Twitter officially rebranded to X last week, with Twitter.com now redirecting to X.com. The iconic blue bird has flown away for good and a minimalistic black and white logo has taken its place. The rebrand is part of Musk’s vision to transform Twitter into the “everything app.”
Elon Musk, the company’s owner, announced the changes in a series of posts. He sparked the conversation with a cryptic message
: “And soon we shall bid adieu to the twitter brand and, gradually, all the birds,” followed by a second message posted just minutes later: “If a good enough X logo is posted tonight, we’ll make go [sic] live worldwide tomorrow.”
Sawyer Merritt offered an “X” logo
from his discontinued podcast and Elon Musk took the podcaster up on the offer as the logo matched the minimalist aesthetic he was going for, but said he would probably alter the design in the future. The new logo already serves as Musk’s and X.com’s profile photo.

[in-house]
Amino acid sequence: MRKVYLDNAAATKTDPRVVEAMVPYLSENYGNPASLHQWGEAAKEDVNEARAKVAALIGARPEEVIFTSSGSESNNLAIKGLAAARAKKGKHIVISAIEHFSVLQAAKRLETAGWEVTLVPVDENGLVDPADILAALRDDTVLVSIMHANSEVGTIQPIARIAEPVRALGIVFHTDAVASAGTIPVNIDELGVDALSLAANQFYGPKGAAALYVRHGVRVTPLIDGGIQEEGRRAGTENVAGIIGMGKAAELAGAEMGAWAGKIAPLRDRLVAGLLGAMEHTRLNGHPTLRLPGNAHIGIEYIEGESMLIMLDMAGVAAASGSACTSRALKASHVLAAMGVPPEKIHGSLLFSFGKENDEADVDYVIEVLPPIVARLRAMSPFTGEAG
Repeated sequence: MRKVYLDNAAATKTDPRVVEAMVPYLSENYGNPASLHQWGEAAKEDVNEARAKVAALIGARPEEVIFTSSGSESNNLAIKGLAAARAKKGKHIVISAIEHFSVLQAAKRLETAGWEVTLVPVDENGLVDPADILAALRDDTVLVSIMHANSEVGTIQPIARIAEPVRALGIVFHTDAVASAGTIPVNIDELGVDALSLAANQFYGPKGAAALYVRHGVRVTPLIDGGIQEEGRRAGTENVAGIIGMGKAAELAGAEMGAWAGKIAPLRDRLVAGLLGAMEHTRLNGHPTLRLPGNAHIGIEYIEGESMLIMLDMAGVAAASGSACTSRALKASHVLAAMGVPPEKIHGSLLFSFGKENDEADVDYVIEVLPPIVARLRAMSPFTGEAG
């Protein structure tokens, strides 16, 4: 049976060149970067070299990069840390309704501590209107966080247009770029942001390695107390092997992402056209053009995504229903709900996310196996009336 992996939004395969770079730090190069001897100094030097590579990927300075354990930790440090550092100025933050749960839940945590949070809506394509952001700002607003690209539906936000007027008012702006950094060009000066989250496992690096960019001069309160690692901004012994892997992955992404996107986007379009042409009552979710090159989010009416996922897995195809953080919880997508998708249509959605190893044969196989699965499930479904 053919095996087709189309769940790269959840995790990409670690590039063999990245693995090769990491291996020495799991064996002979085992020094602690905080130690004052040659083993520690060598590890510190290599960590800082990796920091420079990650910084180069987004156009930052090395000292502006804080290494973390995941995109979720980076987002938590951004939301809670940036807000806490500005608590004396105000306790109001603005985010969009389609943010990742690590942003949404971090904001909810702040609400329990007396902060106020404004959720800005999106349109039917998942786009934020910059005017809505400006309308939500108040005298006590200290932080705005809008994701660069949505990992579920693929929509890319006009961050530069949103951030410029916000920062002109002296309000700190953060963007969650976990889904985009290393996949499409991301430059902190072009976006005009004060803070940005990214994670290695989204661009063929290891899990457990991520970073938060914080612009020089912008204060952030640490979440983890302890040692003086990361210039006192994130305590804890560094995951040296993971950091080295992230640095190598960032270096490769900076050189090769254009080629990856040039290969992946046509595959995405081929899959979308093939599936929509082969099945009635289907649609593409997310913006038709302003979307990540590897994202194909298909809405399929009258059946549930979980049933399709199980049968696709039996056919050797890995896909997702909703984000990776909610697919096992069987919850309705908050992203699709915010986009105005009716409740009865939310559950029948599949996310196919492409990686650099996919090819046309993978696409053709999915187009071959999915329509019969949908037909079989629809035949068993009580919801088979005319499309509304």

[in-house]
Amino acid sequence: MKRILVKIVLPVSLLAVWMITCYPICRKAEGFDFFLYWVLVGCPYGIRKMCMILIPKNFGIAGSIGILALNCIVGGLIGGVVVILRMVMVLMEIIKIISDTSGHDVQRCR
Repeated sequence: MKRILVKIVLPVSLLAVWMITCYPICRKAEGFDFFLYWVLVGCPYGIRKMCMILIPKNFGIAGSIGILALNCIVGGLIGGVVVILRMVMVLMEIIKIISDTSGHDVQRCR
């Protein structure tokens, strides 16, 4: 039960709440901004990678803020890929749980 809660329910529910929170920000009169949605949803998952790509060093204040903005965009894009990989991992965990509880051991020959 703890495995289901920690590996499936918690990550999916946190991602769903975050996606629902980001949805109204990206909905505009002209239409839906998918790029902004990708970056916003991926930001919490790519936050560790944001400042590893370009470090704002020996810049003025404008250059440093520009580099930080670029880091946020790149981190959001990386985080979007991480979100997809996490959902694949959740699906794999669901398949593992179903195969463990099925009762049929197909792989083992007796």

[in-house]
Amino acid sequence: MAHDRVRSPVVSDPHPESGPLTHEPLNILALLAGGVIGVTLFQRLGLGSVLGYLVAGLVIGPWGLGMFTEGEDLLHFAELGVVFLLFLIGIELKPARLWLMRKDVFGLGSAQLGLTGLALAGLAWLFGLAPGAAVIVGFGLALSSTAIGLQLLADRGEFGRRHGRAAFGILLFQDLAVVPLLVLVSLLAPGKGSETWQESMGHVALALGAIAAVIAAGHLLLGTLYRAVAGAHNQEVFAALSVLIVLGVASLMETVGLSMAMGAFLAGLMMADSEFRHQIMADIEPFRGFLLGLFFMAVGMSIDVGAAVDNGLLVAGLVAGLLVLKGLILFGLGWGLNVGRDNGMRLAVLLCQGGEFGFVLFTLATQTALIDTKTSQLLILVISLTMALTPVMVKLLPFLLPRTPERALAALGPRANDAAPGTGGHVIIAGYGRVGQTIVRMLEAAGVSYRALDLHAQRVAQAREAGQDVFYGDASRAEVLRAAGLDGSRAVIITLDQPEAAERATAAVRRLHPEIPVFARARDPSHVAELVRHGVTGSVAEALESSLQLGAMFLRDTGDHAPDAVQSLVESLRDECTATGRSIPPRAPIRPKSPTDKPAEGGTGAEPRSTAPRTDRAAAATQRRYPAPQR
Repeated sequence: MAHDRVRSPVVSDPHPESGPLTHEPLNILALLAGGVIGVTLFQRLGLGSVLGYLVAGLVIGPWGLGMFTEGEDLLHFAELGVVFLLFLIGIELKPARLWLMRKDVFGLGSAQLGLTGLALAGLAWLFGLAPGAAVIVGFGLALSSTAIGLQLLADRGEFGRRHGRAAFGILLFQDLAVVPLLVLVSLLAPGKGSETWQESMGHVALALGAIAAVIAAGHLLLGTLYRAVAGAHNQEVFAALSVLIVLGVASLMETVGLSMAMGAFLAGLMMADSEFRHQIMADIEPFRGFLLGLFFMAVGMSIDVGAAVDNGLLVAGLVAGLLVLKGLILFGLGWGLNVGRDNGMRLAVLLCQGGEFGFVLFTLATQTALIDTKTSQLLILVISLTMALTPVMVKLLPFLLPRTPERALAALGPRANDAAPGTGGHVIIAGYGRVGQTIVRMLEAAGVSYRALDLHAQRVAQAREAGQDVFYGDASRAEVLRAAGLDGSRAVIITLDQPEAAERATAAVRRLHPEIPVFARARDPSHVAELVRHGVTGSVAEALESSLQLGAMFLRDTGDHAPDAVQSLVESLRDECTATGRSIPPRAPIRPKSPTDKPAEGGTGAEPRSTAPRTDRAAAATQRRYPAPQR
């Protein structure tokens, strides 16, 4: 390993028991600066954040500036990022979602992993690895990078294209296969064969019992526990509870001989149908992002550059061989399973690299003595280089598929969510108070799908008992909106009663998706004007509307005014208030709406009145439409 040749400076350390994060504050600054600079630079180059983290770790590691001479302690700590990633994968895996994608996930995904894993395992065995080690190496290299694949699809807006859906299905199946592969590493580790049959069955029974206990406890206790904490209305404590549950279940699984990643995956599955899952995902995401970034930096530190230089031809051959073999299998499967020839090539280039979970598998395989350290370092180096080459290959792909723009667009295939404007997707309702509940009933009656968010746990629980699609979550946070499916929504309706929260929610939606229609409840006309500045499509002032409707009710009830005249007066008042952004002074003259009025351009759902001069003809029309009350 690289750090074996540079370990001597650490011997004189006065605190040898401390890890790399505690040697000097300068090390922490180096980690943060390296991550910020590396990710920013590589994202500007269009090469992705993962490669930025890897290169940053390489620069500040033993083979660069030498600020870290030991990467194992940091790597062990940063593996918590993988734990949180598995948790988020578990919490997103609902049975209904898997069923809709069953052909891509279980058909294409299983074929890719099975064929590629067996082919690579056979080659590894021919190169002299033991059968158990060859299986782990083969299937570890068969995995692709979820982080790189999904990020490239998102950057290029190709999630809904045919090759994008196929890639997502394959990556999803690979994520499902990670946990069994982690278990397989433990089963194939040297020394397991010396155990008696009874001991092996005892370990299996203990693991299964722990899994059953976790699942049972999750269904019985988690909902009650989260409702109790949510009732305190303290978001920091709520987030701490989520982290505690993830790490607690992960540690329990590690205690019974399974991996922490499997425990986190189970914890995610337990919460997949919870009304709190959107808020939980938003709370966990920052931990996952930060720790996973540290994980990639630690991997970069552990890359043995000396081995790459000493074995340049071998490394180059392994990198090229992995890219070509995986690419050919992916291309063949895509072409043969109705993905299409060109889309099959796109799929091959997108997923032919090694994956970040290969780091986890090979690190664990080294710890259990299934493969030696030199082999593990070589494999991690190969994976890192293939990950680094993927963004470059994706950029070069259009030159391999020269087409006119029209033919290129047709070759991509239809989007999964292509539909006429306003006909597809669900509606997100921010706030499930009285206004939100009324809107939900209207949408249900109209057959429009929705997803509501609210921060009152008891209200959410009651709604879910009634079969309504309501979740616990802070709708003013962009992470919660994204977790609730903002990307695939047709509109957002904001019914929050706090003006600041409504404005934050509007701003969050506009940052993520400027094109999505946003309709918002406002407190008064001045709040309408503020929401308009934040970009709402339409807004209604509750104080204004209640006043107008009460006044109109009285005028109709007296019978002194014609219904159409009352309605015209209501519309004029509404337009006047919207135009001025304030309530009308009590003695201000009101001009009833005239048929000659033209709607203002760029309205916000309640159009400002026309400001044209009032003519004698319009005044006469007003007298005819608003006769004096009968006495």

The domain X.com was originally associated with an online banking startup co-founded by Musk that would later evolve into the globally recognized PayPal.com. Musk bought the domain back from PayPal six years ago.
Musk has been obsessed with the letter “X” for decades now. Back in April, he changed Twitter’s legal business name to X Corp. The letter “X” is also present in many of his company names, including SpaceX and X.Ai. He even named one of his sons X Æ A-Xii.
Twitter’s rebranding to X might be the most visually obvious change introduced since Musk bought the company last year, but it’s likely not the last one. In a post on the platform
, CEO Linda Yaccarino described X as “the future state of unlimited interactivity,” hinting at new audio, video, messaging, and payments/banking features. Earlier, Musk announced that the site will soon allow users to post long-form pieces.
The Twitter rebrand has divided users of the text-based social platform. Some applauded it, while others were deeply disappointed. One developer even offered an extension that allows users to revive the iconic bird logo.
Despite the dissatisfaction among users, Twitter seems to remain strong. Even the so-called Twitter-killer, Instagram’s text-based app Threads
– which had a widely successful launch attracting 100 million users in 5 days – hasn’t managed to steal Twitter’s audience. Threads lost 75% of its users 15 days after launch.